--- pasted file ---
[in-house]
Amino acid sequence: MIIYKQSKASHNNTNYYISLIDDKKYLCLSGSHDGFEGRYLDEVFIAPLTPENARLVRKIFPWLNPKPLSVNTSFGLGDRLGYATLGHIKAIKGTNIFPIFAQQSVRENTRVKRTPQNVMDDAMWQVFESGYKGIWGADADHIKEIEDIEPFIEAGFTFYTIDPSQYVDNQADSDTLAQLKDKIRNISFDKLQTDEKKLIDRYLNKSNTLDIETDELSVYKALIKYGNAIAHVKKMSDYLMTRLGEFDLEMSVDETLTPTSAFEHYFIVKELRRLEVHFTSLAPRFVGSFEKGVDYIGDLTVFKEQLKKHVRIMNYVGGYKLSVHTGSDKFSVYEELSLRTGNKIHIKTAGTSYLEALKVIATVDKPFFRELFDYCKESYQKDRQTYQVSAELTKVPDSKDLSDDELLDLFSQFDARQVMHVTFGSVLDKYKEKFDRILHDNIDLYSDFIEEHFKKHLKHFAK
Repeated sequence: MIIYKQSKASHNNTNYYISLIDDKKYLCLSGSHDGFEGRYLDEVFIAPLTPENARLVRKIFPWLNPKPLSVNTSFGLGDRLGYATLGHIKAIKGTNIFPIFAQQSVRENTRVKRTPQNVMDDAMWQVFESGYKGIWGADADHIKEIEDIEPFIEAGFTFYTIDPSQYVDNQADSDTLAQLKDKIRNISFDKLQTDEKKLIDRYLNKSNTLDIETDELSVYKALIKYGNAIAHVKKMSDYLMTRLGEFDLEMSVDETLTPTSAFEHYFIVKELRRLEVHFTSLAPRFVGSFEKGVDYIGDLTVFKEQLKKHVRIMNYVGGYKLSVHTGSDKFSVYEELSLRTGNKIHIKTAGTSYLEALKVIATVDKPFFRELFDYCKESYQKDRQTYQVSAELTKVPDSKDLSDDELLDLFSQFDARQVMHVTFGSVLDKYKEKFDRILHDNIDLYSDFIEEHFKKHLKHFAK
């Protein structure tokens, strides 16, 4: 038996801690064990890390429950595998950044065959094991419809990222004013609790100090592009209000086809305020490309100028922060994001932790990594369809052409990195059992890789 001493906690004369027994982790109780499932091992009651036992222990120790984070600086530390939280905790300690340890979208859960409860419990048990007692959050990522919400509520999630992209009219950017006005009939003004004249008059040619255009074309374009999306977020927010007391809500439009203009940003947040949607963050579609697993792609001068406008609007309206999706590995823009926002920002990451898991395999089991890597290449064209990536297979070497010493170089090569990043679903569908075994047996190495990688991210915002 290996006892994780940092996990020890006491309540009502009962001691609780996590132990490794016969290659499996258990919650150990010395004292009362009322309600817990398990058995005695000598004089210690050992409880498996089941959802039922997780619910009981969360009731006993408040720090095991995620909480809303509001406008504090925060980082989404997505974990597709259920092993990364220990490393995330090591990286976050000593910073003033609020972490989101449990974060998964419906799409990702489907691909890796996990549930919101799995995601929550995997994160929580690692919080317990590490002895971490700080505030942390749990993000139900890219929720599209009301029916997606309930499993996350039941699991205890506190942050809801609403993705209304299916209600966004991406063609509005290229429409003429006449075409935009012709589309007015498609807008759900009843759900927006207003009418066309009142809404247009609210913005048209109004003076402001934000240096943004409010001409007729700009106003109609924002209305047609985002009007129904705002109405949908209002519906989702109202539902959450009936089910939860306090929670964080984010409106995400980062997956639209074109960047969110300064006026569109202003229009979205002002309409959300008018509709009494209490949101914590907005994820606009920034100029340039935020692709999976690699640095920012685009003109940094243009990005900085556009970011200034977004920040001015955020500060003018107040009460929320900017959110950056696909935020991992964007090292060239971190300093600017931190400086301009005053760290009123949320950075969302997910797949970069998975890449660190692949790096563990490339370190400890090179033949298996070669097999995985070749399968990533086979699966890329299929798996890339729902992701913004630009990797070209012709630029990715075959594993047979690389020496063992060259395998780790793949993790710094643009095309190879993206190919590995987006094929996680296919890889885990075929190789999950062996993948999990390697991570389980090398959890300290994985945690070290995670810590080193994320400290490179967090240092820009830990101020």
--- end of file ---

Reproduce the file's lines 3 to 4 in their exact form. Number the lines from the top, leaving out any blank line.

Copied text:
Repeated sequence: MIIYKQSKASHNNTNYYISLIDDKKYLCLSGSHDGFEGRYLDEVFIAPLTPENARLVRKIFPWLNPKPLSVNTSFGLGDRLGYATLGHIKAIKGTNIFPIFAQQSVRENTRVKRTPQNVMDDAMWQVFESGYKGIWGADADHIKEIEDIEPFIEAGFTFYTIDPSQYVDNQADSDTLAQLKDKIRNISFDKLQTDEKKLIDRYLNKSNTLDIETDELSVYKALIKYGNAIAHVKKMSDYLMTRLGEFDLEMSVDETLTPTSAFEHYFIVKELRRLEVHFTSLAPRFVGSFEKGVDYIGDLTVFKEQLKKHVRIMNYVGGYKLSVHTGSDKFSVYEELSLRTGNKIHIKTAGTSYLEALKVIATVDKPFFRELFDYCKESYQKDRQTYQVSAELTKVPDSKDLSDDELLDLFSQFDARQVMHVTFGSVLDKYKEKFDRILHDNIDLYSDFIEEHFKKHLKHFAK
């Protein structure tokens, strides 16, 4: 038996801690064990890390429950595998950044065959094991419809990222004013609790100090592009209000086809305020490309100028922060994001932790990594369809052409990195059992890789 001493906690004369027994982790109780499932091992009651036992222990120790984070600086530390939280905790300690340890979208859960409860419990048990007692959050990522919400509520999630992209009219950017006005009939003004004249008059040619255009074309374009999306977020927010007391809500439009203009940003947040949607963050579609697993792609001068406008609007309206999706590995823009926002920002990451898991395999089991890597290449064209990536297979070497010493170089090569990043679903569908075994047996190495990688991210915002 290996006892994780940092996990020890006491309540009502009962001691609780996590132990490794016969290659499996258990919650150990010395004292009362009322309600817990398990058995005695000598004089210690050992409880498996089941959802039922997780619910009981969360009731006993408040720090095991995620909480809303509001406008504090925060980082989404997505974990597709259920092993990364220990490393995330090591990286976050000593910073003033609020972490989101449990974060998964419906799409990702489907691909890796996990549930919101799995995601929550995997994160929580690692919080317990590490002895971490700080505030942390749990993000139900890219929720599209009301029916997606309930499993996350039941699991205890506190942050809801609403993705209304299916209600966004991406063609509005290229429409003429006449075409935009012709589309007015498609807008759900009843759900927006207003009418066309009142809404247009609210913005048209109004003076402001934000240096943004409010001409007729700009106003109609924002209305047609985002009007129904705002109405949908209002519906989702109202539902959450009936089910939860306090929670964080984010409106995400980062997956639209074109960047969110300064006026569109202003229009979205002002309409959300008018509709009494209490949101914590907005994820606009920034100029340039935020692709999976690699640095920012685009003109940094243009990005900085556009970011200034977004920040001015955020500060003018107040009460929320900017959110950056696909935020991992964007090292060239971190300093600017931190400086301009005053760290009123949320950075969302997910797949970069998975890449660190692949790096563990490339370190400890090179033949298996070669097999995985070749399968990533086979699966890329299929798996890339729902992701913004630009990797070209012709630029990715075959594993047979690389020496063992060259395998780790793949993790710094643009095309190879993206190919590995987006094929996680296919890889885990075929190789999950062996993948999990390697991570389980090398959890300290994985945690070290995670810590080193994320400290490179967090240092820009830990101020």